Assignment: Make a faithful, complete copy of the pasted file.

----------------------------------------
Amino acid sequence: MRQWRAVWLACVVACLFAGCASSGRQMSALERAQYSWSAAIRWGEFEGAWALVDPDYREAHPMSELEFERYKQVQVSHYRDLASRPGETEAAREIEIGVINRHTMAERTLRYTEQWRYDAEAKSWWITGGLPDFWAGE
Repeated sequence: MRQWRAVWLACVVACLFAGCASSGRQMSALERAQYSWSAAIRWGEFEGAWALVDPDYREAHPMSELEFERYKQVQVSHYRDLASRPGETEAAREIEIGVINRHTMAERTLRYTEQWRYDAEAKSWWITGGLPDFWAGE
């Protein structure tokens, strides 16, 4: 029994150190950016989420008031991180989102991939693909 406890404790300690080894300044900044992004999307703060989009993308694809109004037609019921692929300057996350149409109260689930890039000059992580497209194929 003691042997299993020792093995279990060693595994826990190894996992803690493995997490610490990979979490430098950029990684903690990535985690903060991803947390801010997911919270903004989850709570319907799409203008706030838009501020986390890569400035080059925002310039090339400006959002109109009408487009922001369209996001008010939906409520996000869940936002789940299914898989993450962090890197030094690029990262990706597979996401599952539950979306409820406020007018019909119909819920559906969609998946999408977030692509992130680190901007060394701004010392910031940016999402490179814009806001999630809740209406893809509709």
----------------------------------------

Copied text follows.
Amino acid sequence: MRQWRAVWLACVVACLFAGCASSGRQMSALERAQYSWSAAIRWGEFEGAWALVDPDYREAHPMSELEFERYKQVQVSHYRDLASRPGETEAAREIEIGVINRHTMAERTLRYTEQWRYDAEAKSWWITGGLPDFWAGE
Repeated sequence: MRQWRAVWLACVVACLFAGCASSGRQMSALERAQYSWSAAIRWGEFEGAWALVDPDYREAHPMSELEFERYKQVQVSHYRDLASRPGETEAAREIEIGVINRHTMAERTLRYTEQWRYDAEAKSWWITGGLPDFWAGE
């Protein structure tokens, strides 16, 4: 029994150190950016989420008031991180989102991939693909 406890404790300690080894300044900044992004999307703060989009993308694809109004037609019921692929300057996350149409109260689930890039000059992580497209194929 003691042997299993020792093995279990060693595994826990190894996992803690493995997490610490990979979490430098950029990684903690990535985690903060991803947390801010997911919270903004989850709570319907799409203008706030838009501020986390890569400035080059925002310039090339400006959002109109009408487009922001369209996001008010939906409520996000869940936002789940299914898989993450962090890197030094690029990262990706597979996401599952539950979306409820406020007018019909119909819920559906969609998946999408977030692509992130680190901007060394701004010392910031940016999402490179814009806001999630809740209406893809509709």